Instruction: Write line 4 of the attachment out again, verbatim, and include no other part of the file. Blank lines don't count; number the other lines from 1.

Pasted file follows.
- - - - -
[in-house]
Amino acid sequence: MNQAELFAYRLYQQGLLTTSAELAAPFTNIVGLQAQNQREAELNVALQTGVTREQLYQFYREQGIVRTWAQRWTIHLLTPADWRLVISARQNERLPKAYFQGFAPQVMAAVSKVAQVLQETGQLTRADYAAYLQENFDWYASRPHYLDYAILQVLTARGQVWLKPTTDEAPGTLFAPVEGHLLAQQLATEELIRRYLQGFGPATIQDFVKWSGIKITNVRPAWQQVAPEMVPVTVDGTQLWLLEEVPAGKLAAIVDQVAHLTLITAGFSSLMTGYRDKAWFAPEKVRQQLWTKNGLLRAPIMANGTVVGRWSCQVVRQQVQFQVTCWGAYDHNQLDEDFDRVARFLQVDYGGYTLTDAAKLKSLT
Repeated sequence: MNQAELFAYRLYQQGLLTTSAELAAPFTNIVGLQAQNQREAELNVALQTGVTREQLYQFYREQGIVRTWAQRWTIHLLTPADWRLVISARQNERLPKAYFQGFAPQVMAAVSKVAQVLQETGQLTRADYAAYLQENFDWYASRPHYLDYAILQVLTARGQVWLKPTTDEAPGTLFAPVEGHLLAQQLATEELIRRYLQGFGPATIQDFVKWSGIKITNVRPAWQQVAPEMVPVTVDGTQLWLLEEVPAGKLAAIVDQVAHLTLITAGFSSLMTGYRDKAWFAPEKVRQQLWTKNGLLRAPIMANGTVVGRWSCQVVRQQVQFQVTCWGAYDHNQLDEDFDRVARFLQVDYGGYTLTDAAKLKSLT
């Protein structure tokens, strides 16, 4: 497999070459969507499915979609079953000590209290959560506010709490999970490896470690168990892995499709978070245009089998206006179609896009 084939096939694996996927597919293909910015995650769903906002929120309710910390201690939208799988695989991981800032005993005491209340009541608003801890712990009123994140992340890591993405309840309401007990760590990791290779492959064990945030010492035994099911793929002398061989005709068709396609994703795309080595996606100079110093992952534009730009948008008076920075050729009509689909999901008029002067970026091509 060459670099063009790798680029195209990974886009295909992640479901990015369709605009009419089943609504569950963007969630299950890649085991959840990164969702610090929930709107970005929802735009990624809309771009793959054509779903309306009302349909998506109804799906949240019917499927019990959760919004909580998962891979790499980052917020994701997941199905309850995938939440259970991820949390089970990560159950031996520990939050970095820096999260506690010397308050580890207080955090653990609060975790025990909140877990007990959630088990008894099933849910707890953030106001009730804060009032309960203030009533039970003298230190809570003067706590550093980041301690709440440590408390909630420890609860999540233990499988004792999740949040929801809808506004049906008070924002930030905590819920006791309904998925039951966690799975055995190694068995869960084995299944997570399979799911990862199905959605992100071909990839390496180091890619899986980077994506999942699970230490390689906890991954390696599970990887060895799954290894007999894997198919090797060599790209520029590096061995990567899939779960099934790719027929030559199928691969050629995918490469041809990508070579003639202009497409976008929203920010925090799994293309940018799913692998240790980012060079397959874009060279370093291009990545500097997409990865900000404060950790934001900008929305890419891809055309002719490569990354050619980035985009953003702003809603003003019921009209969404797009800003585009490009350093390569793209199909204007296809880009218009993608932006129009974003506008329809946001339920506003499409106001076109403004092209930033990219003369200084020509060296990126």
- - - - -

């Protein structure tokens, strides 16, 4: 497999070459969507499915979609079953000590209290959560506010709490999970490896470690168990892995499709978070245009089998206006179609896009 084939096939694996996927597919293909910015995650769903906002929120309710910390201690939208799988695989991981800032005993005491209340009541608003801890712990009123994140992340890591993405309840309401007990760590990791290779492959064990945030010492035994099911793929002398061989005709068709396609994703795309080595996606100079110093992952534009730009948008008076920075050729009509689909999901008029002067970026091509 060459670099063009790798680029195209990974886009295909992640479901990015369709605009009419089943609504569950963007969630299950890649085991959840990164969702610090929930709107970005929802735009990624809309771009793959054509779903309306009302349909998506109804799906949240019917499927019990959760919004909580998962891979790499980052917020994701997941199905309850995938939440259970991820949390089970990560159950031996520990939050970095820096999260506690010397308050580890207080955090653990609060975790025990909140877990007990959630088990008894099933849910707890953030106001009730804060009032309960203030009533039970003298230190809570003067706590550093980041301690709440440590408390909630420890609860999540233990499988004792999740949040929801809808506004049906008070924002930030905590819920006791309904998925039951966690799975055995190694068995869960084995299944997570399979799911990862199905959605992100071909990839390496180091890619899986980077994506999942699970230490390689906890991954390696599970990887060895799954290894007999894997198919090797060599790209520029590096061995990567899939779960099934790719027929030559199928691969050629995918490469041809990508070579003639202009497409976008929203920010925090799994293309940018799913692998240790980012060079397959874009060279370093291009990545500097997409990865900000404060950790934001900008929305890419891809055309002719490569990354050619980035985009953003702003809603003003019921009209969404797009800003585009490009350093390569793209199909204007296809880009218009993608932006129009974003506008329809946001339920506003499409106001076109403004092209930033990219003369200084020509060296990126």